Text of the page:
Court rules Talley’s worker not seasonaladmin
Employment Court chief judge Graeme Colgan has ruled that Lynette Turner, who worked for Talley’s for 10 years at its Motueka fish-processing plant, was not a seasonal worker as the company claimed when it stopped employing her in 2011.
Lawyer Anjela Sharma, who represented Turner, said today: “There is a reasonable likelihood there are other employees at Talley’s fish processing plant in Motueka, who have signed similarly worded generic-based contracts of employment to that signed by Mrs Turner.
“If this is the case, it could follow that those employees are not seasonal or fixed-term workers, but are permanent employees at law. One way to establish this would be for those employees to obtain independent legal advice of their employment status, as to the wording of their individual employment contracts with the company.”
Turner has fought a long battle through the Employment Relations Authority and the court since June 2011, when she was not included in a list of employees to work the hoki season, despite working there for 10 years.
She had worked 40-hour weeks, her work rotating through the year between processing mussels, scallops and fish, including hoki, according to the season.
Judge Colgan said in his determination that following what was, in effect, a continuous course of employment of about 10 years, Turner had a reasonable expectation that her employment would continue.
When she sought an explanation of why she was not included in the hoki processing, Talley’s Group personnel manager Greg Cox said there would be fewer jobs at the plant and he had to give priority to the continued employment of a number of “full-time” employees in other departments.
The judge said that unknown to Turner, Cox had an ulterior motive. He believed she was not performing as expected. Rather than confront Turner with his real reason, Cox believed her employment was seasonal and would soon cease, the judge said.
“The easiest way to deal with the situation was simply not to renew her employment after it ceased as he believed it would at the end of the half shell season.
“While that may have been an effective strategy if Turner was engaged under a lawful fixed-term or ‘seasonal’ agreement, it was a flawed one if she was an employee of an indefinite duration as I have now concluded she was,” he said.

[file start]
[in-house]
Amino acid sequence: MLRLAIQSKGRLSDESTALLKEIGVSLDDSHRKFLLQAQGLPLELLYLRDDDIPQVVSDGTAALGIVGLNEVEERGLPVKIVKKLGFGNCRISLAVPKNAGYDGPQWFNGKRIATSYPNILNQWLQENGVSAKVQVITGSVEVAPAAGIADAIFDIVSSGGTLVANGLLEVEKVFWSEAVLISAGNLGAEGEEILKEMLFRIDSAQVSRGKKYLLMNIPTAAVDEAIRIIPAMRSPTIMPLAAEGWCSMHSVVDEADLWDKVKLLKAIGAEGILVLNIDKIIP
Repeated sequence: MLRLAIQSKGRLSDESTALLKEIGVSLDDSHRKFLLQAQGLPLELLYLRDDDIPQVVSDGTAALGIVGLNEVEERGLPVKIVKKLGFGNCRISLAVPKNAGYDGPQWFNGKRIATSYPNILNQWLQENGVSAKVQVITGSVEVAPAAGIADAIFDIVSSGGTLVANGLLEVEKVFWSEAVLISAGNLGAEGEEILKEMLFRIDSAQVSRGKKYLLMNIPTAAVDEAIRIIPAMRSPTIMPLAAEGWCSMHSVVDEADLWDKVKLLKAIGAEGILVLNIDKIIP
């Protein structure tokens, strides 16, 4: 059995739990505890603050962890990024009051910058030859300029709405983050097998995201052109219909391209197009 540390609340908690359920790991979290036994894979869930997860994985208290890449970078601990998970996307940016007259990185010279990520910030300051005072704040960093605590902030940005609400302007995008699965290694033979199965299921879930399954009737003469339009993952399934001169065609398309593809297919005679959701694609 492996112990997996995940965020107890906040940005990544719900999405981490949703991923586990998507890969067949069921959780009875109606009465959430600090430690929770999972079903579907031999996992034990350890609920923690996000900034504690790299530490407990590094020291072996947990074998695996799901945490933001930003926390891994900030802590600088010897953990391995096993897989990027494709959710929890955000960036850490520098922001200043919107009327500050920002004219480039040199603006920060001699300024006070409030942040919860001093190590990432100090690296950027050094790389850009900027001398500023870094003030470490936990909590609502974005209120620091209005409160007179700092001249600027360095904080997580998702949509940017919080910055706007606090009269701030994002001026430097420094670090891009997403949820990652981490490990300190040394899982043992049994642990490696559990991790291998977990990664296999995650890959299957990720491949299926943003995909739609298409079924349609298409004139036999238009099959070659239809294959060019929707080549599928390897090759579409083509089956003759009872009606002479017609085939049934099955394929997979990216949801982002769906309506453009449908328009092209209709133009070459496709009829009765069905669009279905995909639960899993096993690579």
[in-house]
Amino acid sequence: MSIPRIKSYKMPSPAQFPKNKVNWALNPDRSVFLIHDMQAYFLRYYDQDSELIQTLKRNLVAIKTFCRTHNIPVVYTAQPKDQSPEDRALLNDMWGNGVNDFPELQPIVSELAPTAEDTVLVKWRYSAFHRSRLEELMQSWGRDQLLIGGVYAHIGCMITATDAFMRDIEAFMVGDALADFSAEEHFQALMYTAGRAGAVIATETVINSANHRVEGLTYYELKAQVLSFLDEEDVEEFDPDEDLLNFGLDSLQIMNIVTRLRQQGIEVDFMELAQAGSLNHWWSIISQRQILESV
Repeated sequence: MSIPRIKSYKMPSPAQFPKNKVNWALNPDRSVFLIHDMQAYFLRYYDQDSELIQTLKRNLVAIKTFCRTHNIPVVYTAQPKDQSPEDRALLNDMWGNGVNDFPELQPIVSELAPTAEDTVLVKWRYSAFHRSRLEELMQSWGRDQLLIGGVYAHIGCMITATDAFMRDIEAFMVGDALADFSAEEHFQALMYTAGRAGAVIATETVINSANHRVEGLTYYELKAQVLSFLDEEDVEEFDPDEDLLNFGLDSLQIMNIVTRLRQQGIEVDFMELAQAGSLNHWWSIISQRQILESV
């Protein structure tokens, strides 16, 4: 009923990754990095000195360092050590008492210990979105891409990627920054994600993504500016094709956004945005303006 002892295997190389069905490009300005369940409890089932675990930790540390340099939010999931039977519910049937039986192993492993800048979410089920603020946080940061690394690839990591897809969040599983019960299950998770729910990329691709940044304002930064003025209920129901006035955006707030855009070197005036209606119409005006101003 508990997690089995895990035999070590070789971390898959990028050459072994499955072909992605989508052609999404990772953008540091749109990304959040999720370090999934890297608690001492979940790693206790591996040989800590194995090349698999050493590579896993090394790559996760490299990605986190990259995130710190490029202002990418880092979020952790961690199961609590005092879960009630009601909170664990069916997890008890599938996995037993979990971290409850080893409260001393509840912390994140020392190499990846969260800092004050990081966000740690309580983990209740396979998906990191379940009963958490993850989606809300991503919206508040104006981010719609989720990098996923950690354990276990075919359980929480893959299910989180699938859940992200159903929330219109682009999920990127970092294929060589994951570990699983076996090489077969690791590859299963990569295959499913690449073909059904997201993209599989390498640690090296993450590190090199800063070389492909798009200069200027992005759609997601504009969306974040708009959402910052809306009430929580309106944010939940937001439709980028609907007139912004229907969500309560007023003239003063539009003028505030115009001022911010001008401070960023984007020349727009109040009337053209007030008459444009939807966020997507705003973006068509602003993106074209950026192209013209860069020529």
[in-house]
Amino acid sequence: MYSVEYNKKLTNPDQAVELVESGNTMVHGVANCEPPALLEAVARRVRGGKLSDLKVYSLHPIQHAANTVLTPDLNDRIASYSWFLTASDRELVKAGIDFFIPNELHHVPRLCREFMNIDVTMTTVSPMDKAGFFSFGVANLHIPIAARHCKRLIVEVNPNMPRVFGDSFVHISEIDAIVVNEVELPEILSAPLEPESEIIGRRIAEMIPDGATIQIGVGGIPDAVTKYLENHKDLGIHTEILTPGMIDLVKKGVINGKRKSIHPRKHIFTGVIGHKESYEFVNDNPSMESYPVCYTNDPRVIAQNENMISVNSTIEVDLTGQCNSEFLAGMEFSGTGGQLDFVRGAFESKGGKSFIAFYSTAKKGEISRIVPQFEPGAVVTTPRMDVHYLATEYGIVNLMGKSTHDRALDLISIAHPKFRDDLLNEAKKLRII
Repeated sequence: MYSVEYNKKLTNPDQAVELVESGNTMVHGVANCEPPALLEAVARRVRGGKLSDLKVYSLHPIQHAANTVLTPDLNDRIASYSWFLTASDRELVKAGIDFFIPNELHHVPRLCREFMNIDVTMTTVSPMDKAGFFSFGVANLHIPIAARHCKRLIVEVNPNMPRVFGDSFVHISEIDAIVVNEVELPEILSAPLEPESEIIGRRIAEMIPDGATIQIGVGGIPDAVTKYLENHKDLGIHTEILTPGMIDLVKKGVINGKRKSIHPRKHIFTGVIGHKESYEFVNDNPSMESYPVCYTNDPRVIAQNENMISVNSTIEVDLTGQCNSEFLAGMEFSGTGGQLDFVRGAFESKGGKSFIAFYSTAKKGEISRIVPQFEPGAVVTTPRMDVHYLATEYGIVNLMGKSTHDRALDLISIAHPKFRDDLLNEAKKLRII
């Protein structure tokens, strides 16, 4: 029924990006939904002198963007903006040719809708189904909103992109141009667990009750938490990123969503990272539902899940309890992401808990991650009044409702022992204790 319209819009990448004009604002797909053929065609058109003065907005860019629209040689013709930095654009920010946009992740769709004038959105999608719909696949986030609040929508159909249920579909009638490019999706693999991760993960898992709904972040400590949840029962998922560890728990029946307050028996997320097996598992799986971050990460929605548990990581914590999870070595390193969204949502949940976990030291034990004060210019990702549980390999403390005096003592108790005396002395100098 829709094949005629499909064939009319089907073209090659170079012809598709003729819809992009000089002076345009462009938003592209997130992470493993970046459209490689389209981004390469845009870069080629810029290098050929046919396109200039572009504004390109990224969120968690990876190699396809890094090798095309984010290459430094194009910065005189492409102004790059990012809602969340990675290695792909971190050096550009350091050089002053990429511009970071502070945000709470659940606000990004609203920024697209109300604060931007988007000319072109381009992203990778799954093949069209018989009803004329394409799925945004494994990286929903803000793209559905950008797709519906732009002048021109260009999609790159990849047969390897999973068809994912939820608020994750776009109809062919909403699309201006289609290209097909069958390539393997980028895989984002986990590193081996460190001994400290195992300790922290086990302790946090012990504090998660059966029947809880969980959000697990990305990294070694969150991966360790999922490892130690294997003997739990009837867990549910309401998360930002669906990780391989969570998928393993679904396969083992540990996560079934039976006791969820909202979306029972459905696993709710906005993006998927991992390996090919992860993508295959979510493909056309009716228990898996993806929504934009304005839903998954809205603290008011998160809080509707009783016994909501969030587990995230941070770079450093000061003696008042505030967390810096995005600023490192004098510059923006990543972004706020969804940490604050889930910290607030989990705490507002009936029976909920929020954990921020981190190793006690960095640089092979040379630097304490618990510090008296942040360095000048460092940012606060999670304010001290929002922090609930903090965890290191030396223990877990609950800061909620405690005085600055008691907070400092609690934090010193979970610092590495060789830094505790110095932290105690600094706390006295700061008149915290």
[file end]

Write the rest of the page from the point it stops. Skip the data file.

Talley’s Group opposed Turner’s challenge.
The company argued that she did not raise the issue within the required 90 days, so the Employment Relations Authority did not have jurisdiction to investigate the alleged grievance.
Talley’s had also argued that she should provide $10,000 security for its costs while the case was decided.
However, in December, Judge Colgan rejected that, saying the company’s application could be seen by Turner as “a strategy to persuade or compel her to abandon the case”.
In his decision now released following the February hearing in Nelson, Judge Colgan granted leave to have Turner’s dismissal grievance dealt with because of exceptional circumstances, saying no blame could be attributed to her for the delays that occurred.
He also noted that at no time until after her employment ceased in 2011 was there any suggestion to Turner of poor performance.
Judge Colgan directed there should be prompt mediation between the parties and, if that did not happen, Sharma should apply to the court for directions about the resumption of the case.
Cox said the company was still considering its response to the decision.
However, Talley’s would continue to employ staff for distinct seasons in the same way that local orchardists employed staff for their apple season.
“Like the apples, when we run out of product, whether it is mussels or hoki, then we run out of work for those seasonal staff and they will unfortunately have to finish. No one would expect an apple orchardist to continue to pay someone beyond the end of their season and the shellfish, fish or vegetable seasons that we operate are no different.
“Lynette’s case is a unique set of circumstances which according to the Employment Authority we had properly dealt with. However, as the Employment Court has now asked us to attend mediation we will do so in the hope that the matter can be resolved.”
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